What are Facet Joints?
A person’s spine is a marvelous construction that is quite unlike any other in the body. True, it has less flexibility in a given direction than others, but it makes up for it by being subject to other considerations that don’t apply to the rest of the body’s joints. The rotation, movement in all directions (and not just one), as well as the fact that all the vertebrae must cooperate at the same time to carry out a movement, all make it totally unique.
This flexibility is achieved party due to certain juxtapositions of vertebrae called Zygapophysial joints or Facet Joints. These joints are behind the spinal cord (towards the back that is), and there are a pair of them on each vertebrae junction – linking up to the ones above or below it. The provide approximately 20% of the mechanism for spinal movement.
Ailments relating to Facet Joints
Due to their complexity, Facet joints are subject to various issues that can cause excruciating pain. This pain is usually restricted to the cervical region or the lower back area. Such pain in the neck means that a person will have great difficulty rotating his or her head – necessitating the entire body to turn instead. When the pain is in the lower back, it causes significant mobility issues and stiffness. Even worse, such pain can be referred down to a person’s buttocks or thighs, thereby compounding the problem.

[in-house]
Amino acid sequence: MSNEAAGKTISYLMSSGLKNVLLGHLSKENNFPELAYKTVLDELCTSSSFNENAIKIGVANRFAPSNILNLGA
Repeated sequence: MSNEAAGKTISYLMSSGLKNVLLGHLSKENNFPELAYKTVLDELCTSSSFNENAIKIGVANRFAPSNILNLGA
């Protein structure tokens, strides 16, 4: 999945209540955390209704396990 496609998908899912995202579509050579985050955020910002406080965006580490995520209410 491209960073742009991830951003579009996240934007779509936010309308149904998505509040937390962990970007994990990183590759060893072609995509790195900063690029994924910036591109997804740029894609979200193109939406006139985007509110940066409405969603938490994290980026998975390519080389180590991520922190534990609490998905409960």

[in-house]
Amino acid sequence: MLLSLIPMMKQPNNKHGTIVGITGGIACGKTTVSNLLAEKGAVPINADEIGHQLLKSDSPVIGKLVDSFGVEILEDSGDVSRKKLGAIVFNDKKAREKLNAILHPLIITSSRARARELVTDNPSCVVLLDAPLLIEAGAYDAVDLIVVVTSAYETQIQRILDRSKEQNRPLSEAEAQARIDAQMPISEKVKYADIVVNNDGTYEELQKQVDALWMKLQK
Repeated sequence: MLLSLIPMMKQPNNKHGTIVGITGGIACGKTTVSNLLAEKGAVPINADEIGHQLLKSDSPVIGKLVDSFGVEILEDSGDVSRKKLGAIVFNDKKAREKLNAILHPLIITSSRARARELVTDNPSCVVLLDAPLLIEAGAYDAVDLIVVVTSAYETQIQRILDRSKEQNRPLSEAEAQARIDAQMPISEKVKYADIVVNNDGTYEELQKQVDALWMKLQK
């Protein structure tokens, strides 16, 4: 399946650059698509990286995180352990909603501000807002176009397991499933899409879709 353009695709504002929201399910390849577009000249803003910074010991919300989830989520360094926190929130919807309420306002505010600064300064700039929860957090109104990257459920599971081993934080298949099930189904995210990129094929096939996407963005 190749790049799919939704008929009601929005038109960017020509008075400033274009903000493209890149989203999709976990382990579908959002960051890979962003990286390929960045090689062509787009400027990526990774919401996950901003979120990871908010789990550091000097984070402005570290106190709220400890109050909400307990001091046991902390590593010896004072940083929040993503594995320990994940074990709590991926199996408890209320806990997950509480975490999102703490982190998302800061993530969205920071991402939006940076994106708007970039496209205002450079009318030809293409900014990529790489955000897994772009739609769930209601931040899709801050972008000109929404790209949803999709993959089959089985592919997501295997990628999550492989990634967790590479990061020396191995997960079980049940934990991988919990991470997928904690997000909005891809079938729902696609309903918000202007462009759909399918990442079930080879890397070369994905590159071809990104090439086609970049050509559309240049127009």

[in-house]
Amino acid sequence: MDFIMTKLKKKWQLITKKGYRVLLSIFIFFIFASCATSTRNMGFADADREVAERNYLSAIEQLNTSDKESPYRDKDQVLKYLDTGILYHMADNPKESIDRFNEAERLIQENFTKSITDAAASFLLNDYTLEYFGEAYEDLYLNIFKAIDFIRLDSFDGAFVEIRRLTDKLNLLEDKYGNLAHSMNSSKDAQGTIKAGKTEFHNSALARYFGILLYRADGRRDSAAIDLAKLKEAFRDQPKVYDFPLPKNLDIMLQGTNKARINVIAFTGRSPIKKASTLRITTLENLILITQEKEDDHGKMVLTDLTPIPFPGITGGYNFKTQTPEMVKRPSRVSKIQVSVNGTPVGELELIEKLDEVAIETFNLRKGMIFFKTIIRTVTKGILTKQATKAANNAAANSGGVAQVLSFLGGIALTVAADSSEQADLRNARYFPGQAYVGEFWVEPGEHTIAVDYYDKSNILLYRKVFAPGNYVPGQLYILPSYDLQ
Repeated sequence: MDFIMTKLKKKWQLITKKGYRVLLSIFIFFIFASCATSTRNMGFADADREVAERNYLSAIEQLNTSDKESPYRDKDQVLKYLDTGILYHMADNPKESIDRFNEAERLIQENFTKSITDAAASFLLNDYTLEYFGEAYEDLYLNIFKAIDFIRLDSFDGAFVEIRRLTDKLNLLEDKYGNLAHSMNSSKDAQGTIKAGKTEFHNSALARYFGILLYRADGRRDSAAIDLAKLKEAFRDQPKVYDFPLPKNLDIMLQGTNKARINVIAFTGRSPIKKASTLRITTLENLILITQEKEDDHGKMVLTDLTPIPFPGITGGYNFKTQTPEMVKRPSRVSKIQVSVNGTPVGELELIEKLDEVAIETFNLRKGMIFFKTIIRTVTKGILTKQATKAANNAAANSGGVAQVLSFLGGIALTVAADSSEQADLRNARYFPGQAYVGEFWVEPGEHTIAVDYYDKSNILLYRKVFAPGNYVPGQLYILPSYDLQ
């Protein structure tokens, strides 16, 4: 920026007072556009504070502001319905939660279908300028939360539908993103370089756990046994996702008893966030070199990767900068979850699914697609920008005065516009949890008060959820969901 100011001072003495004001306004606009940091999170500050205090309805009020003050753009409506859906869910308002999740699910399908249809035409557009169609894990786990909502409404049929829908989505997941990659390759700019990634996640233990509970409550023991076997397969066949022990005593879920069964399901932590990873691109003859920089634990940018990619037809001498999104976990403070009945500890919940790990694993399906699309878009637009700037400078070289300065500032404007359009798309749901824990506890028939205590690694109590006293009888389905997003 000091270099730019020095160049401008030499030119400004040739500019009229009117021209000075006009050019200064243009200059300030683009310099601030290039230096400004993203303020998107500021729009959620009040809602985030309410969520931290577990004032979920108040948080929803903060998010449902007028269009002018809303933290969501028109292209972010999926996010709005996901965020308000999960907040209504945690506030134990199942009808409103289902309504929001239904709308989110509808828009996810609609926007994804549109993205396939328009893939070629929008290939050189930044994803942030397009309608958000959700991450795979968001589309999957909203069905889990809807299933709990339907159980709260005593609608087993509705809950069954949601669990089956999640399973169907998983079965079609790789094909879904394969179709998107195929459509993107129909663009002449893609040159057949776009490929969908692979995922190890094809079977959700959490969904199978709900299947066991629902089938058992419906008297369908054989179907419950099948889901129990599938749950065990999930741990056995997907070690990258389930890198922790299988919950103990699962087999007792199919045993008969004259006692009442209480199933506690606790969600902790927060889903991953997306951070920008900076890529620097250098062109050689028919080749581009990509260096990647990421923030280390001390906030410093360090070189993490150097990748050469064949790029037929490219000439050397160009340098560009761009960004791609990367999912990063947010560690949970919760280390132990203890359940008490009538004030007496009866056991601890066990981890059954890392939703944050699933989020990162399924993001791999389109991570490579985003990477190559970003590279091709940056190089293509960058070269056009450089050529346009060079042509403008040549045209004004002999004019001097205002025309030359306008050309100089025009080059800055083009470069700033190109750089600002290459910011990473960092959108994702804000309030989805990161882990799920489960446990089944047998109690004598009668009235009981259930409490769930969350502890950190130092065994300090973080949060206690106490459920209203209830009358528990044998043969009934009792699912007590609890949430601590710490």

Facet joints can be distorted either due to a condition such as osteoarthritis, or it could be caused by an injury. One of the ways to diagnose a Facet joint problem is to administer a local anesthetic and an anti-inflammatory injection to the joint and observe whether or not the pain reduces immediately.
Treatment by Spinal Decompression
Spinal decompression is one procedure that is very successful in alleviating the pain caused by Facet joint syndrome. By increasing the space between the vertebrae, it allows the facet joints to get some relief from the pressure and increases the blood flow to them, enabling them to heal effectively. However, the patient must also undertake physical therapy along with spinal decompression. A professional chiropractor will suggest posture improvement techniques as well as a comprehensive program that will get you back on your feet without surgery or side effects.